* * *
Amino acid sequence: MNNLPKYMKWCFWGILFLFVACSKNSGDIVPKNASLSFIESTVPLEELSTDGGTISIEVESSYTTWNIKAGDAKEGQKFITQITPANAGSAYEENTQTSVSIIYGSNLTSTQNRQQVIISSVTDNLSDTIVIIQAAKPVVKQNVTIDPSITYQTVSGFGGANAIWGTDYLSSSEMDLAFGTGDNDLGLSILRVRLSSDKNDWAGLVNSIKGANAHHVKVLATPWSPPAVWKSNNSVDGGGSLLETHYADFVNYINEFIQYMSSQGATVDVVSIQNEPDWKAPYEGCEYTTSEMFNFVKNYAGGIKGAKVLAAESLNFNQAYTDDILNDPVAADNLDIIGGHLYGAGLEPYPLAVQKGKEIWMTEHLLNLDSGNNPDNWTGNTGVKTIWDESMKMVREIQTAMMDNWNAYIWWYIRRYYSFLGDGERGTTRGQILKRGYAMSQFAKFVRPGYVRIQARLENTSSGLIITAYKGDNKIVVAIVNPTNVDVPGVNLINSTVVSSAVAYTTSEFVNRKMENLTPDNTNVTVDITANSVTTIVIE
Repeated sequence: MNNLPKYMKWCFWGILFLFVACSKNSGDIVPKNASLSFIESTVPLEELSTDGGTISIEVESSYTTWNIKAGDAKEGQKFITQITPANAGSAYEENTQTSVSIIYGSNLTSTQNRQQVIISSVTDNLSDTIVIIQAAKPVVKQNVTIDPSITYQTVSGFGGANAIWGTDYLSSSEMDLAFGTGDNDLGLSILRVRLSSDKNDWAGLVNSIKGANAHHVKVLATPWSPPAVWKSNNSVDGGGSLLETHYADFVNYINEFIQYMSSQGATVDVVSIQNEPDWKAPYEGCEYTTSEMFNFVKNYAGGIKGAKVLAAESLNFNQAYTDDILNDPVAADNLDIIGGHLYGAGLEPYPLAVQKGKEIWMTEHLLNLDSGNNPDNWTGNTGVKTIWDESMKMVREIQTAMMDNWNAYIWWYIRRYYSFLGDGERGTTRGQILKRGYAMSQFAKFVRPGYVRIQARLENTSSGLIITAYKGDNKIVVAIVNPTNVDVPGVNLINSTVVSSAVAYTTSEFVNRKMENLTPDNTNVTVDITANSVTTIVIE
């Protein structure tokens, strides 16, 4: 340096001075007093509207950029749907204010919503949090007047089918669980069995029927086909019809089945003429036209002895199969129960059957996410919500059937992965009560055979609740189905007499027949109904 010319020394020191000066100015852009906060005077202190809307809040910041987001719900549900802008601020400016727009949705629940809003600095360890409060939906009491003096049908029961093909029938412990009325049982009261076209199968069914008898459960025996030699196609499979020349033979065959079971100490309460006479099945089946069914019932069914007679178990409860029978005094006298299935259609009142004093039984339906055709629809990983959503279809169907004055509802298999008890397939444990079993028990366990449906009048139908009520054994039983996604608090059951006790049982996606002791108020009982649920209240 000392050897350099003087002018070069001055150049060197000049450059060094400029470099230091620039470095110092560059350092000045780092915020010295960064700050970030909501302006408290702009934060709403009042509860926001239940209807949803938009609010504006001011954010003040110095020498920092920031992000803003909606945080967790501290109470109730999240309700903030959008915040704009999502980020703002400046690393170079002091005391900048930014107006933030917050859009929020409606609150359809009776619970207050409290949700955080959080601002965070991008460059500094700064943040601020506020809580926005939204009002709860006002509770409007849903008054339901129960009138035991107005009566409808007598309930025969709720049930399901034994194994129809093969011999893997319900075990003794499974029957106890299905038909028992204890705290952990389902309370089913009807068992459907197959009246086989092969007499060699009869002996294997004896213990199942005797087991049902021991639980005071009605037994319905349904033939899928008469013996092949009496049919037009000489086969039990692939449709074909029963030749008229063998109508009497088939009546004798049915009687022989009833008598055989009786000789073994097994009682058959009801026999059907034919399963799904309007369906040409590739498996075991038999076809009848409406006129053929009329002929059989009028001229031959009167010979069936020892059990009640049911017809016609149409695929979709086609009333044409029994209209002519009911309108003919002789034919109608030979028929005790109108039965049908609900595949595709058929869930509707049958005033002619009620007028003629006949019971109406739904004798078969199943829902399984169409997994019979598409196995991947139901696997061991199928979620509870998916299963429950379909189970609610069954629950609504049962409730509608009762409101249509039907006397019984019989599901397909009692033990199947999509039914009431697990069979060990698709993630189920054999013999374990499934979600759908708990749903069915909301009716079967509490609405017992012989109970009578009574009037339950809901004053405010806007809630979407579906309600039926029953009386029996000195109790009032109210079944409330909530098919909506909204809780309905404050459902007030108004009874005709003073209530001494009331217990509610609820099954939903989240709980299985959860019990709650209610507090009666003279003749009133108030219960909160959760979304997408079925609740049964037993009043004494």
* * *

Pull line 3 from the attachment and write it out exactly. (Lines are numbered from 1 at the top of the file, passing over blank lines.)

């Protein structure tokens, strides 16, 4: 340096001075007093509207950029749907204010919503949090007047089918669980069995029927086909019809089945003429036209002895199969129960059957996410919500059937992965009560055979609740189905007499027949109904 010319020394020191000066100015852009906060005077202190809307809040910041987001719900549900802008601020400016727009949705629940809003600095360890409060939906009491003096049908029961093909029938412990009325049982009261076209199968069914008898459960025996030699196609499979020349033979065959079971100490309460006479099945089946069914019932069914007679178990409860029978005094006298299935259609009142004093039984339906055709629809990983959503279809169907004055509802298999008890397939444990079993028990366990449906009048139908009520054994039983996604608090059951006790049982996606002791108020009982649920209240 000392050897350099003087002018070069001055150049060197000049450059060094400029470099230091620039470095110092560059350092000045780092915020010295960064700050970030909501302006408290702009934060709403009042509860926001239940209807949803938009609010504006001011954010003040110095020498920092920031992000803003909606945080967790501290109470109730999240309700903030959008915040704009999502980020703002400046690393170079002091005391900048930014107006933030917050859009929020409606609150359809009776619970207050409290949700955080959080601002965070991008460059500094700064943040601020506020809580926005939204009002709860006002509770409007849903008054339901129960009138035991107005009566409808007598309930025969709720049930399901034994194994129809093969011999893997319900075990003794499974029957106890299905038909028992204890705290952990389902309370089913009807068992459907197959009246086989092969007499060699009869002996294997004896213990199942005797087991049902021991639980005071009605037994319905349904033939899928008469013996092949009496049919037009000489086969039990692939449709074909029963030749008229063998109508009497088939009546004798049915009687022989009833008598055989009786000789073994097994009682058959009801026999059907034919399963799904309007369906040409590739498996075991038999076809009848409406006129053929009329002929059989009028001229031959009167010979069936020892059990009640049911017809016609149409695929979709086609009333044409029994209209002519009911309108003919002789034919109608030979028929005790109108039965049908609900595949595709058929869930509707049958005033002619009620007028003629006949019971109406739904004798078969199943829902399984169409997994019979598409196995991947139901696997061991199928979620509870998916299963429950379909189970609610069954629950609504049962409730509608009762409101249509039907006397019984019989599901397909009692033990199947999509039914009431697990069979060990698709993630189920054999013999374990499934979600759908708990749903069915909301009716079967509490609405017992012989109970009578009574009037339950809901004053405010806007809630979407579906309600039926029953009386029996000195109790009032109210079944409330909530098919909506909204809780309905404050459902007030108004009874005709003073209530001494009331217990509610609820099954939903989240709980299985959860019990709650209610507090009666003279003749009133108030219960909160959760979304997408079925609740049964037993009043004494």